Netherlands benefits from international policy on tariff costs in value chains
This trade index shows that Dutch firms are more often than EU firms part of international value chains in which tariffs are levied. This is mainly due to the higher number of taxed border passages in those value chains. However, the average tariff at each taxed border passage is almost equal to the EU average. This means that international trade policy and worldwide tariffs, are particularly important for the Netherlands.
The insights from this index reveal that Dutch firms more frequently participate in international value chains subject to tariff imposition, compared to their EU counterparts. This is largely explained by the greater occurrence of taxed border crossings within these chains. Notably, although the average tariff at each taxed border crossing remains nearly on par with the EU average, the implications of international trade policy and worldwide tariffs hold pronounced significance for the Netherlands.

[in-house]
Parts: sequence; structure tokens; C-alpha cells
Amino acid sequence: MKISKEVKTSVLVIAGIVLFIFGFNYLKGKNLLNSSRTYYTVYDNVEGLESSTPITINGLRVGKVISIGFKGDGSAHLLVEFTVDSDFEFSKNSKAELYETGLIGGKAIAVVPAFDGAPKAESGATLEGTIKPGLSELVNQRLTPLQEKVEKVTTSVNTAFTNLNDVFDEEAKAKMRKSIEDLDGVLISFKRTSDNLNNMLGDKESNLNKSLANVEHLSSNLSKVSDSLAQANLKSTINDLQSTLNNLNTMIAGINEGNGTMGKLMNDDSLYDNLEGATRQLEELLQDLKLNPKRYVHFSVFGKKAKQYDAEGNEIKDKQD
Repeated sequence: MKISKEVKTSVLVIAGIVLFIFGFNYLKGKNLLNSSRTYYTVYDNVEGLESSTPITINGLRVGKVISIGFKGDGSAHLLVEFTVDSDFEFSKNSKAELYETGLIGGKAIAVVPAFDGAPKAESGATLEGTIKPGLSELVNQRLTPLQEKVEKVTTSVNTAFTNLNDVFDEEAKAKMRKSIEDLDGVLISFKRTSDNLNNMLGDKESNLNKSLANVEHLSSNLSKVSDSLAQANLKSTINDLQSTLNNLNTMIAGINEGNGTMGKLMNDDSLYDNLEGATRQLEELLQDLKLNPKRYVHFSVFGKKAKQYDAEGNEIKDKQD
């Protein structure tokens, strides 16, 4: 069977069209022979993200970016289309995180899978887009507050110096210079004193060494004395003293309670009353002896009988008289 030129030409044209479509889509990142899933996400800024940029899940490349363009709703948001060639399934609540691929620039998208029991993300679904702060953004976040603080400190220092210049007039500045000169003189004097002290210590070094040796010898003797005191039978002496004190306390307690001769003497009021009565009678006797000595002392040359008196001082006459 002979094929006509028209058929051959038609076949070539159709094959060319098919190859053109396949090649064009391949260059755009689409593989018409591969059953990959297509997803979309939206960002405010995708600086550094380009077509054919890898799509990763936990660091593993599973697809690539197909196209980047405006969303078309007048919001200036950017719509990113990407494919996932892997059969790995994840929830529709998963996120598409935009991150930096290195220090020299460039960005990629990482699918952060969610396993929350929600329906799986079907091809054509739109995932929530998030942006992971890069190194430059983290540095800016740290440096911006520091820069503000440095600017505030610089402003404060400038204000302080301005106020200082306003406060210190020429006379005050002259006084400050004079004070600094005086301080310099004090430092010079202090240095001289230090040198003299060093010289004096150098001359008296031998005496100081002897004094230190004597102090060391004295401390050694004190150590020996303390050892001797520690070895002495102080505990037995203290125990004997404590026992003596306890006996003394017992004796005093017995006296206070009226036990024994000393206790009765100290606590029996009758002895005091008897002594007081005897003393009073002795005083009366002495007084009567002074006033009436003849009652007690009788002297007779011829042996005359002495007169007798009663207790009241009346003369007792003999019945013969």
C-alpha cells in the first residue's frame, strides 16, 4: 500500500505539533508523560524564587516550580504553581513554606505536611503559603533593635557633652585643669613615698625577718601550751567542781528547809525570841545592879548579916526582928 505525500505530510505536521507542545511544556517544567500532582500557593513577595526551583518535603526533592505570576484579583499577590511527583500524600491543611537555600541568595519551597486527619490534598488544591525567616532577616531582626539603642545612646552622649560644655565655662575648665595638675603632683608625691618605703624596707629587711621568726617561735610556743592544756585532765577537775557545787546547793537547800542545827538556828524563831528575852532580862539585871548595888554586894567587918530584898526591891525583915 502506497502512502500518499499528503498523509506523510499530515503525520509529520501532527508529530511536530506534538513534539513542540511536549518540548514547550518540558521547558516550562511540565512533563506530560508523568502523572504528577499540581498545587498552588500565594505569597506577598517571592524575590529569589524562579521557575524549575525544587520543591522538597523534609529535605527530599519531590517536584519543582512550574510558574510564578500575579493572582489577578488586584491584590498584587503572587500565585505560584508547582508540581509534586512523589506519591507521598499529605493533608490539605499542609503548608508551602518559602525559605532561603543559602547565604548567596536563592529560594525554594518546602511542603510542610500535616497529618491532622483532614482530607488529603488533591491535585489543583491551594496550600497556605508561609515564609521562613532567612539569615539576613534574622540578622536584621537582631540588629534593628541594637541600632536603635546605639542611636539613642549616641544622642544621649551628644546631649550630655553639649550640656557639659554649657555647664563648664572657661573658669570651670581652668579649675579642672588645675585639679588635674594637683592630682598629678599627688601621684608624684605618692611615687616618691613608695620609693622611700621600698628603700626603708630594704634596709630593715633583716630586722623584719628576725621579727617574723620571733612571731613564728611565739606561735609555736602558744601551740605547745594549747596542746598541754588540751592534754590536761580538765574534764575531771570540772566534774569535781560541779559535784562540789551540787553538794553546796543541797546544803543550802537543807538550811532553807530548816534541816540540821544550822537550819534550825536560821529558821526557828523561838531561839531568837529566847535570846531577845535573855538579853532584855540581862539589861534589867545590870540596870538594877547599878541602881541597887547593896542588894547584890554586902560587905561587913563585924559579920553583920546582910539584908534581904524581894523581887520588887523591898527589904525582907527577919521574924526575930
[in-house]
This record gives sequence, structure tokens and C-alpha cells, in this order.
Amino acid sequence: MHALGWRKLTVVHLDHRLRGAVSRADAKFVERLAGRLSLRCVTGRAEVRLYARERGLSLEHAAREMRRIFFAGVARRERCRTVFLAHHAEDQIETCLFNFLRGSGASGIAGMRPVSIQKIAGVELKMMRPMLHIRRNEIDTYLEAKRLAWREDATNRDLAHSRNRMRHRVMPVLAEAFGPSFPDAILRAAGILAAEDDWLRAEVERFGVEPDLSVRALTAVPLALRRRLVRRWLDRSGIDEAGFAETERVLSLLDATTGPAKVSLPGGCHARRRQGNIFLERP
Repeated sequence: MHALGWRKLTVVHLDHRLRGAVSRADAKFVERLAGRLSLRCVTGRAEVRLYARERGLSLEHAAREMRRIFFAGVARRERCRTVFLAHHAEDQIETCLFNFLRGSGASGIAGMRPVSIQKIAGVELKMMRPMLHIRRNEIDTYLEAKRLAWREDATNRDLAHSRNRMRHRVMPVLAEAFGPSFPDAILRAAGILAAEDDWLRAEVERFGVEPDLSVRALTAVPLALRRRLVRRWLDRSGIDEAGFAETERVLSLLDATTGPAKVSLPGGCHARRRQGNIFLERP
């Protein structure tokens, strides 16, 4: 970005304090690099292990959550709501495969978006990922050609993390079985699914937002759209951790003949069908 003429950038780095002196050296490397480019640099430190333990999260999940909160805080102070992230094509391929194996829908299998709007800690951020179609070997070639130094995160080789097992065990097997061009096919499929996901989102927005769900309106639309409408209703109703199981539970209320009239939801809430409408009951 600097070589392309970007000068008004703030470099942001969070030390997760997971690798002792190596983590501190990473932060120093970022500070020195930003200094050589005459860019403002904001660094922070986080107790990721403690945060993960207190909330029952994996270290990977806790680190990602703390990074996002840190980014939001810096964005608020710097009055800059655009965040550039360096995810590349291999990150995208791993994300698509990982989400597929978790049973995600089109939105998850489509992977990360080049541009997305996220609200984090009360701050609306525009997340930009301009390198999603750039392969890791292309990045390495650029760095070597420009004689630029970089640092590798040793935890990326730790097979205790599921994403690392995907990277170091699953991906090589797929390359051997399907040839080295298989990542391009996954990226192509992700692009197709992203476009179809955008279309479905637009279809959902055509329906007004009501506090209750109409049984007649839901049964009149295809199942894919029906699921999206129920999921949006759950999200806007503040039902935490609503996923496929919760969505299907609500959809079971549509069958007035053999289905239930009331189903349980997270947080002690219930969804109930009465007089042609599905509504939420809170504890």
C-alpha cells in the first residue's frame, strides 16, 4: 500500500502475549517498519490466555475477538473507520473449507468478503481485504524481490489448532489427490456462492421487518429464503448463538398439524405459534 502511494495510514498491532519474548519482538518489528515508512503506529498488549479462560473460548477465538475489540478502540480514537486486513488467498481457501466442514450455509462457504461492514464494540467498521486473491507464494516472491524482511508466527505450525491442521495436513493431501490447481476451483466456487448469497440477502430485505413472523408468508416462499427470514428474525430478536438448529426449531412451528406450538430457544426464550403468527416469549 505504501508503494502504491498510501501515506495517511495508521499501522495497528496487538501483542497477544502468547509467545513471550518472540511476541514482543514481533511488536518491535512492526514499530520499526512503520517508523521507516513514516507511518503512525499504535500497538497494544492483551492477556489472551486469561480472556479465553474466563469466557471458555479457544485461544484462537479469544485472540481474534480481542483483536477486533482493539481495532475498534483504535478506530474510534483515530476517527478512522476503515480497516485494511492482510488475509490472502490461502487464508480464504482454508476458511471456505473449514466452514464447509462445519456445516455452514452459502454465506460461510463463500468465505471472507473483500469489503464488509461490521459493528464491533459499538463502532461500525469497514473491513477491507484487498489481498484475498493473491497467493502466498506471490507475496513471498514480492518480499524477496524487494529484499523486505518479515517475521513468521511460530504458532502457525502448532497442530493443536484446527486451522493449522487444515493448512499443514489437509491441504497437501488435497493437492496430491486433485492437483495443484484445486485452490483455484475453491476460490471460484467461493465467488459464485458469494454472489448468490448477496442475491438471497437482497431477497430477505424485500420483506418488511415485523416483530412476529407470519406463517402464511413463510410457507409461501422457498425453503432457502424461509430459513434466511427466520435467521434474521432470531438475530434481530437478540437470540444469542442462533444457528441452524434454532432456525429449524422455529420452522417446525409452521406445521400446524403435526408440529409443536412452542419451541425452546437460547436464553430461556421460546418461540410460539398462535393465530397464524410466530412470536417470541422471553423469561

Within Dutch value chains, relatively elevated tariff expenses are applied at the EU's external boundary. This underscores the potential for the EU to enhance cost considerations related to tariffs, particularly in the realm of services. While services typically do not bear direct tariffs, they still experience indirect tariff effects due to the intertwining of service and goods value chains.
These two tools may complement each other in dissecting trade policies shifts. This enables us to scrutinize, among other things, how changes in trade policy can propagate throughout the entire value chain.